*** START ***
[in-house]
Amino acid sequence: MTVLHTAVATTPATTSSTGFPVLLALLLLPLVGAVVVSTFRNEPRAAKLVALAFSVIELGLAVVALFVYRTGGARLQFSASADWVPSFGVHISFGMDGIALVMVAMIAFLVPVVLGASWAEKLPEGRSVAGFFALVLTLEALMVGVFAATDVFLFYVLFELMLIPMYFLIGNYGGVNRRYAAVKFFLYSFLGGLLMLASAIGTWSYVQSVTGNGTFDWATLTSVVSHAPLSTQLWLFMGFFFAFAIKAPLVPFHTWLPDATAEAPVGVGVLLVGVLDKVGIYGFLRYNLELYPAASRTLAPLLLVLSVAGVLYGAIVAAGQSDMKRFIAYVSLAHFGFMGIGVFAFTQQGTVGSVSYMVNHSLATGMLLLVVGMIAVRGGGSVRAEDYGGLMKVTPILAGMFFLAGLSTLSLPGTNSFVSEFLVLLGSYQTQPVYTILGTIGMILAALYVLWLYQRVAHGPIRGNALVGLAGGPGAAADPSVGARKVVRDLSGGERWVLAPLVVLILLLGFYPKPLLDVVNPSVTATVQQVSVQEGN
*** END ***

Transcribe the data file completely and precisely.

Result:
[in-house]
Amino acid sequence: MTVLHTAVATTPATTSSTGFPVLLALLLLPLVGAVVVSTFRNEPRAAKLVALAFSVIELGLAVVALFVYRTGGARLQFSASADWVPSFGVHISFGMDGIALVMVAMIAFLVPVVLGASWAEKLPEGRSVAGFFALVLTLEALMVGVFAATDVFLFYVLFELMLIPMYFLIGNYGGVNRRYAAVKFFLYSFLGGLLMLASAIGTWSYVQSVTGNGTFDWATLTSVVSHAPLSTQLWLFMGFFFAFAIKAPLVPFHTWLPDATAEAPVGVGVLLVGVLDKVGIYGFLRYNLELYPAASRTLAPLLLVLSVAGVLYGAIVAAGQSDMKRFIAYVSLAHFGFMGIGVFAFTQQGTVGSVSYMVNHSLATGMLLLVVGMIAVRGGGSVRAEDYGGLMKVTPILAGMFFLAGLSTLSLPGTNSFVSEFLVLLGSYQTQPVYTILGTIGMILAALYVLWLYQRVAHGPIRGNALVGLAGGPGAAADPSVGARKVVRDLSGGERWVLAPLVVLILLLGFYPKPLLDVVNPSVTATVQQVSVQEGN